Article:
Handover of the new Cargo City is scheduled for 2018 on the extensive development area next to Terminal 2 of Budapest Airport. Until then the current infrastructure will be enhanced to ensure that the growing cargo volumes can be handled, the airport’s property director, René Droese, has said.
Such a step is inevitable because the increase in air cargo so far this year in Budapest is flying, Droese believes. Traditional air cargo volume was spectacularly high but courier operators were also experiencing increasing volumes.
In September the monthly volume of cargo handled at Liszt Ferenc International Airport exceeded 10,000 tons for the first time, representing over 33% growth compared with September 2015. In 2016 annual cargo volume is expected to top 100,000 tons.
Several factors are behind this growth. Qatar Airways Cargo’s flight twice a week as of this March (and three times a week from October 7) meant a real boost for turnover, but the two other major cargo carriers present on the Budapest market – Cargolux and Turkish Cargo – are also performing strongly.
Airlines carrying so-called belly cargo on passenger flights (in addition to baggage in the cargo compartment) are also important players. Such an airline is for instance Emirates, which deployed a larger aircraft to serve the daily Dubai-Budapest flight as of last December. The cargo compartment of the Boeing 777 can accommodate up to 20 tons in both directions.
The Beijing flights of Air China carried a record volume of belly cargo in September, and the Toronto flight of Air Canada Rouge has also been successful.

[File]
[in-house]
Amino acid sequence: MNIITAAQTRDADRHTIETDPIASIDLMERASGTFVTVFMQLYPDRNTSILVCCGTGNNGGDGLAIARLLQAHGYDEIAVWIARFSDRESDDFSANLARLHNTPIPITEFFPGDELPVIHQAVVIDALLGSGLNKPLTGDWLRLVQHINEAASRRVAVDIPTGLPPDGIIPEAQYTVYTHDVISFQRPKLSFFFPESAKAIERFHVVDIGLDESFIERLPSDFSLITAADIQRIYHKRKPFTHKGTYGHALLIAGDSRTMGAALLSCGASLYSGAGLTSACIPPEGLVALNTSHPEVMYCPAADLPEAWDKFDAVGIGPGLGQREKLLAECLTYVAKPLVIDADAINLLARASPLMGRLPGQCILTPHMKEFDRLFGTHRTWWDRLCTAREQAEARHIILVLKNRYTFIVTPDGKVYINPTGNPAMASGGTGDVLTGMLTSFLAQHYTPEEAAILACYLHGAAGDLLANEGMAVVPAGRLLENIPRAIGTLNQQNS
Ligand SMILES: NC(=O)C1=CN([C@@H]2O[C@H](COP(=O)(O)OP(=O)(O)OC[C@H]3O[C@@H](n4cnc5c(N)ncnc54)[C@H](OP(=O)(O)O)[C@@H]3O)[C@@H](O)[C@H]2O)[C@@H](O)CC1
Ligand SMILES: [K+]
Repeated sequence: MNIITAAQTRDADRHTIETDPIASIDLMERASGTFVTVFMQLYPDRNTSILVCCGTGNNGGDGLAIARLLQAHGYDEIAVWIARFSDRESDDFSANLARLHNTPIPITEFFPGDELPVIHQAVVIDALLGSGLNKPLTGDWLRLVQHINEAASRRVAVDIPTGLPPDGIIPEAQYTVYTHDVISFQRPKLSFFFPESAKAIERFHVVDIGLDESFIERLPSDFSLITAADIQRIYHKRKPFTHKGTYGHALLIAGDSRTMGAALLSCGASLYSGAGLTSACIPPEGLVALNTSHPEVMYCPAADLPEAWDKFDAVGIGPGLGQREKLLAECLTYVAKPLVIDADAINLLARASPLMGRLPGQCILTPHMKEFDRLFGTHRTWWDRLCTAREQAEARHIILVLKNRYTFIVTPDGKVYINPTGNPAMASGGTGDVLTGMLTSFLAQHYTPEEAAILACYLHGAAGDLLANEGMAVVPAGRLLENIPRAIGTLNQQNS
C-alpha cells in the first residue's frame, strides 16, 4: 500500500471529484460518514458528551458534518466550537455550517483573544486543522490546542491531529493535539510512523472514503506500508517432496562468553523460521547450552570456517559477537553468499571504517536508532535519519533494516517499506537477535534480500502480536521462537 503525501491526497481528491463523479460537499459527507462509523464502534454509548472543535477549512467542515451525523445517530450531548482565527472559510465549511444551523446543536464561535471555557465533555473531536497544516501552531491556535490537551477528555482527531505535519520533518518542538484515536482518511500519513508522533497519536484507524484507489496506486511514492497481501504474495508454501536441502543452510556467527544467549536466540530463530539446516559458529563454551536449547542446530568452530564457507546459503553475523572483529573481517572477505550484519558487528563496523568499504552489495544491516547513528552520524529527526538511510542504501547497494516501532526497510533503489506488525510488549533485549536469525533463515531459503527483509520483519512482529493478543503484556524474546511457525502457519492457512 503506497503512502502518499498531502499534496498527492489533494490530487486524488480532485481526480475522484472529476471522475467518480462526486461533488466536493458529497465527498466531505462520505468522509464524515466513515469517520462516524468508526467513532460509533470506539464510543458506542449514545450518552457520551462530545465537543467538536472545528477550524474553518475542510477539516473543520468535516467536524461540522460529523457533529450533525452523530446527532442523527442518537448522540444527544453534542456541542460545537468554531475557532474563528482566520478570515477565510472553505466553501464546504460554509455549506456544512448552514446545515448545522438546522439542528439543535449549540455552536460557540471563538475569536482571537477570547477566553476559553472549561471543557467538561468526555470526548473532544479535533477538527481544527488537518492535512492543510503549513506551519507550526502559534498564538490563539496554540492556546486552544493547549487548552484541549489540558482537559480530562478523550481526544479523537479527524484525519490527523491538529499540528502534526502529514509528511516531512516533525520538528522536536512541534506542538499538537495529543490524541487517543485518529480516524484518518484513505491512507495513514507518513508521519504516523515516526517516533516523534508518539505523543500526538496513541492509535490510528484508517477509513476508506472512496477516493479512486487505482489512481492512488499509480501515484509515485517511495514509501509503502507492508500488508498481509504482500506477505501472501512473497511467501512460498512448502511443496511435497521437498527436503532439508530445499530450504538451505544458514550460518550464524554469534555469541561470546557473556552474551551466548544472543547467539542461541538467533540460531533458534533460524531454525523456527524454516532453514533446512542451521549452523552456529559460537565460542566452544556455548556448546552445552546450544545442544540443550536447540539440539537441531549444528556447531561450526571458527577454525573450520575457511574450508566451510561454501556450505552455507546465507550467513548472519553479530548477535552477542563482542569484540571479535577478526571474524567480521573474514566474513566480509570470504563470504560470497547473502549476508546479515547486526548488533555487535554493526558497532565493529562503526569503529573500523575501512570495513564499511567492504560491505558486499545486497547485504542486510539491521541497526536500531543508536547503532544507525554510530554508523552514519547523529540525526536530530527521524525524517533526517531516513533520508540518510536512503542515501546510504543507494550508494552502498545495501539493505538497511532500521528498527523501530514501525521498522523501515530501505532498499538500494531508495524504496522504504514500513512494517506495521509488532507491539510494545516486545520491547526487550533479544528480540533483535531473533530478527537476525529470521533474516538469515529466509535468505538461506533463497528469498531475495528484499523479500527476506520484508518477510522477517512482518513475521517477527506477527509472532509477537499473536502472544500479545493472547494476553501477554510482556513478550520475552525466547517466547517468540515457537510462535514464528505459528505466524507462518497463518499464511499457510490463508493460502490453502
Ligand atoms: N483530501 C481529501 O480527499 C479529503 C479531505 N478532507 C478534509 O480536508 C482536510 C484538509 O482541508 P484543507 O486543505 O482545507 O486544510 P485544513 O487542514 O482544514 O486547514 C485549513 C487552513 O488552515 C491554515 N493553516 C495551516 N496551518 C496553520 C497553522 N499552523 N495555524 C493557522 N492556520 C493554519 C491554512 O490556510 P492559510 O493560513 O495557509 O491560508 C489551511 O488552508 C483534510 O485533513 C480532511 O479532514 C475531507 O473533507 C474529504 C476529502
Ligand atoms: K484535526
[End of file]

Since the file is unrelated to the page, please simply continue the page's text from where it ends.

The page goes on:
The other driver of growth is the combined performance of integrators. The courier services fly out with their loads from Budapest during the night to major distribution hubs in Western Europe and return with new cargo at dawn. DHL, TNT, UPS and FedEx traditionally have a large piece of the cake of cargo throughput, and DHL is satisfying growing demand with a second aircraft daily as of this summer.
Thanks to the increasing volumes, the construction of a new dedicated air cargo base – called Cargo City in development plans – has become even more important and is expected to be completed in 2018 at the earliest after the completion of design, receiving of permits and concluding preparatory activities.
“We are working hard on commencing the process of development of the Cargo City, negotiating with potential tenants who may start or continue their activities in a state-of-the-art air cargo facility within two years replacing the infrastructure currently used by them,” Droese said.
Celebi, the operator handling the highest volume of air cargo, will occupy 2000 square metres more in warehouse capacity. Handling of cargo exports will be supported by both the enhanced environment and increased cargo screening capacity.
Read an interview with René Droese about the future developments at Budapest Airport in the next edition of The Budapest Times.